Science Fair Project:

Oil Producing Algae

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What are the goals? The goal is to have the student formulate, test and, if necessary, revise a hypothesis about oil production in algae.

  • How and why do algae store oil?
  • What types of algae produce the most oil?
  • Under what conditions to algae produce the most oil?
  • Can algal oil content be measured in this simple and inexpensive way?

Algae are found in most kinds of aquatic environments. Large multicellular macroalgae typically grow in fresh water ponds and in the ocean. They tend to be measurable in inches, although macroalgae in the ocean (giant kelp) can grow to more than 100 feet in length. Microalgae are tiny unicellular organisms that grow as suspensions in water; they are measurable in micrometers. They are frequently seen in bogs, marshes, and swamps.

All algae require sunlight, water, nutrients, and carbon dioxide for growth. Through the process of photosynthesis, algae convert the carbon dioxide into glucose (a sugar). The glucose is then broken down into fatty acids, which under normal conditions, are used to produce membranes for new algal cells. If, however, the algae are stressed, the fatty acids will produce fat molecules or lipids (oil). Most algae do not produce much oil unless they experience some sort of growth stress, which is to say deprived of their basic requirements for growth. Unfortunately for algal oil producers, algae produce much less mass when grown under starvation conditions.

When algae are dried in a microwave oven, the cell walls of the algae membrane are broken down, and the oil trapped inside can reach the surface. When a water droplet is placed on the oil-rich surface, it forms a bead-like drop rather than spreading.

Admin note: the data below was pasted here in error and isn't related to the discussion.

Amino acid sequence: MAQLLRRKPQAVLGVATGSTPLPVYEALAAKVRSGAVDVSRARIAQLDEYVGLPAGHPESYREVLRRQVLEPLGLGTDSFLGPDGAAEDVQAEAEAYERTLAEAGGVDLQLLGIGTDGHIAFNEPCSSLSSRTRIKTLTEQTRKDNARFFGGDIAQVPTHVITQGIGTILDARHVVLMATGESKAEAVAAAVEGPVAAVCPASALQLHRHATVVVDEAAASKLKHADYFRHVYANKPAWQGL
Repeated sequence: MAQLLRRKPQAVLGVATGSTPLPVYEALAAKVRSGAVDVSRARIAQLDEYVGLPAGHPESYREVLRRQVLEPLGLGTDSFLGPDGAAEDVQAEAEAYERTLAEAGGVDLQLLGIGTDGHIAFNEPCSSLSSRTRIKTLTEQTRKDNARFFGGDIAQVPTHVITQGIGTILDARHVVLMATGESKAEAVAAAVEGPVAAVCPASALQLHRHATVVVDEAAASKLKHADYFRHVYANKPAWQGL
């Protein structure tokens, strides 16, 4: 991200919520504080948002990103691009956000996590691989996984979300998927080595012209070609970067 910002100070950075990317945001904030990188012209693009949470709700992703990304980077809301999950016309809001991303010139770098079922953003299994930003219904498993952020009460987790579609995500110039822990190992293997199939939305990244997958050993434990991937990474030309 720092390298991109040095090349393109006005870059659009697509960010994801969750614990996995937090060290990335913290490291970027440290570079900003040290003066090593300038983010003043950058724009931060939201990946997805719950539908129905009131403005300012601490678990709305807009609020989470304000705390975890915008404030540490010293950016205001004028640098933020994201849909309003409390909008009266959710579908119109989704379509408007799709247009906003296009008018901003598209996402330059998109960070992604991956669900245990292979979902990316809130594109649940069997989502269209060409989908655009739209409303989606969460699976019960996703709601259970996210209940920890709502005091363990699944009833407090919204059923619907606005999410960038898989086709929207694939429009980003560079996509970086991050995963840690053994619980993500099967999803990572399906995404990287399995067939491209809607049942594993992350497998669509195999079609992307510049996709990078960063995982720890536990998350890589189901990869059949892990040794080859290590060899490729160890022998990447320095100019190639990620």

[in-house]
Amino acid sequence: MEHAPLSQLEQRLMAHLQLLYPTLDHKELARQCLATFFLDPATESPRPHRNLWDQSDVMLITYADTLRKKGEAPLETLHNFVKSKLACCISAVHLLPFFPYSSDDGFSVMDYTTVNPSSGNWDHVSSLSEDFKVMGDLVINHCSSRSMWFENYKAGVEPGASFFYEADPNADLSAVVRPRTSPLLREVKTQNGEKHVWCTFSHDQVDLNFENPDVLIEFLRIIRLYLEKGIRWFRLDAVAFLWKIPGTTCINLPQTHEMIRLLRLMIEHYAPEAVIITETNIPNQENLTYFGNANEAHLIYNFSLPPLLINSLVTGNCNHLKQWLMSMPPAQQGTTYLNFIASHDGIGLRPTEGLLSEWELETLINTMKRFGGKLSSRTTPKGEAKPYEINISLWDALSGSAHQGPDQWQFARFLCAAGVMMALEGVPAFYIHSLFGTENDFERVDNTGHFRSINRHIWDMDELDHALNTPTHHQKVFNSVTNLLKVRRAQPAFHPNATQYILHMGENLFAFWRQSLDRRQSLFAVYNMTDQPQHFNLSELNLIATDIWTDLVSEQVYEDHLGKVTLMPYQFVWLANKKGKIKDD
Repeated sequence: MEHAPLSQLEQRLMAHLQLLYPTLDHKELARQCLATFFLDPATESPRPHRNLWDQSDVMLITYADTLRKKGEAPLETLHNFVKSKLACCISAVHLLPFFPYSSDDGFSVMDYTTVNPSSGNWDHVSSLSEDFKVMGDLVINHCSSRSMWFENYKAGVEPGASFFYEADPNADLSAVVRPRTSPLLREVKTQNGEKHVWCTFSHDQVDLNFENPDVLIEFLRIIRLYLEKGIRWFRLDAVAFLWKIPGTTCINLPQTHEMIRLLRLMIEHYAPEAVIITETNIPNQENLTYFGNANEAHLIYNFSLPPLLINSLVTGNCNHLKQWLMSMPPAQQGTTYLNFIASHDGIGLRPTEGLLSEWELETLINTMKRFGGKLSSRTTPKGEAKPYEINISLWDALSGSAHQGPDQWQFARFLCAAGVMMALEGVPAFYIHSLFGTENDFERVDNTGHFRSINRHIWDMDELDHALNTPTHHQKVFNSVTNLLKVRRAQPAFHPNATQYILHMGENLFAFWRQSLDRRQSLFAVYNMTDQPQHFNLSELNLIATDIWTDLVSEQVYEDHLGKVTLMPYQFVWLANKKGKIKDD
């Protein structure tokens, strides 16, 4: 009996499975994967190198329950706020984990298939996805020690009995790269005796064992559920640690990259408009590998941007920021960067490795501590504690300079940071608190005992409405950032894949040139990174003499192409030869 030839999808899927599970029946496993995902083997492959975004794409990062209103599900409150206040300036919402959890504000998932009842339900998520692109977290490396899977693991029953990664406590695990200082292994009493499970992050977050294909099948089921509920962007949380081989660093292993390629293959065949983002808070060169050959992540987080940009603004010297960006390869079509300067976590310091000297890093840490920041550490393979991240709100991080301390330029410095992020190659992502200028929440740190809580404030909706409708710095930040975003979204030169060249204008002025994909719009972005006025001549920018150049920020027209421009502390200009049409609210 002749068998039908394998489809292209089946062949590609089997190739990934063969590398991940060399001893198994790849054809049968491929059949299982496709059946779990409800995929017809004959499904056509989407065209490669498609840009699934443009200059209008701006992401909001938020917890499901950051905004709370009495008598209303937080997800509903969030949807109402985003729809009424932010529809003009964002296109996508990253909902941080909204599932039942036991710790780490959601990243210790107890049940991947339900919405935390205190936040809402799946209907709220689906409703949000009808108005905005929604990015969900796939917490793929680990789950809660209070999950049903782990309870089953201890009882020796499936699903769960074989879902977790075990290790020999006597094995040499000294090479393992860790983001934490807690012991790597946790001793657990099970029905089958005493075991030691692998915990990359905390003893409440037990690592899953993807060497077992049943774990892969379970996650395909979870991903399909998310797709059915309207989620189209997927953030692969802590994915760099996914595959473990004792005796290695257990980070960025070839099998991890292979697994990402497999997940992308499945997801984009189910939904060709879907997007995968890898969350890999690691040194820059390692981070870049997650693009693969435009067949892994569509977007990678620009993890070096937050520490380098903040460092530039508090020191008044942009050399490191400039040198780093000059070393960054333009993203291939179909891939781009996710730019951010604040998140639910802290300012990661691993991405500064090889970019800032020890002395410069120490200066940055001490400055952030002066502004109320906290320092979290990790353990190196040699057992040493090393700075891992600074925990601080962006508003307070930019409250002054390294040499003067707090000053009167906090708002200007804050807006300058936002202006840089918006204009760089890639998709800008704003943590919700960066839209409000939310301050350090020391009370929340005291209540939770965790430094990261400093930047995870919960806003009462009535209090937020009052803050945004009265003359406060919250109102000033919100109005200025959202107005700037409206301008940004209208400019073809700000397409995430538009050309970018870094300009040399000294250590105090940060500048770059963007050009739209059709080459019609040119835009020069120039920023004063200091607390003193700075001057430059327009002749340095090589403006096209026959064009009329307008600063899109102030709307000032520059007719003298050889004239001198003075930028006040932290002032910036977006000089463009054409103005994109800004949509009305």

Water beads up on oil surfaces because the oil underneath does not have enough surface energy to draw the water out. Although water will bead up to a certain extent on a physically intact algae surface, it does so less strongly than on oil because oil has a lower surface energy.

  • Algae; collection jars; notebook; filter paper; microwave oven; water dropper
  • Materials can be found at the following places: Algae (ponds, marshes, swamps, swimming pools, fish aquariums); filter paper (scientific supply houses, Internet), water dropper (drug stores)

  1. Conduct a literature review and learn how and why algae store oil.
  2. Formulate a hypothesis that will allow you to predict what kinds of algae will contain the most oil.
  3. Collect samples of algae (both macroalgae and microalgae) from various sources such as the ocean, ponds, marshes, swamps, fish aquariums, and swimming pools. Store each algae specimens in jars filled with water.
  4. Record data about the physical characteristics and conditions under which you found each specimen. Also note whether the conditions under which you found the algae specimens reflected light or nutrient starvation.
  5. Select one the specimens, and divide it into two samples.
  6. Place each of the two samples on a piece of filter paper.
  7. Allow the two samples to dry in air.
  8. Heat one of the samples in a microwave oven under low power. This will cause the cell walls in the algae membrane to crack and allow the oil inside to come to the surface. Do not allow the algae to burn.

An alternative way to release the oil is to grind the algae using a mortar and pestle. If you choose to use this method, use a nonporous mortar and pestle.

  1. Apply a drop of water to both the air-dried and microwave-dried samples.
  2. Observe whether there is any difference in the way the water drop beads up or spreads out on the surface of the algae. Record your observations.
  3. Repeat the same steps for each type of algae in your collection.
  4. Evaluate your hypothesis in light of your findings. Revise it if necessary and propose and perform further tests if necessary.

Beading characteristics (air dried)

Beading characteristics (microwave dried)

Sample 1
Sample 2
Sample 3

Terms/Concepts: Algae; Macroalgae; Microalgae; Photosynthesis; Lipids; Surface tension and energy; Wetting


Author: Randall Frost, Ph.D.
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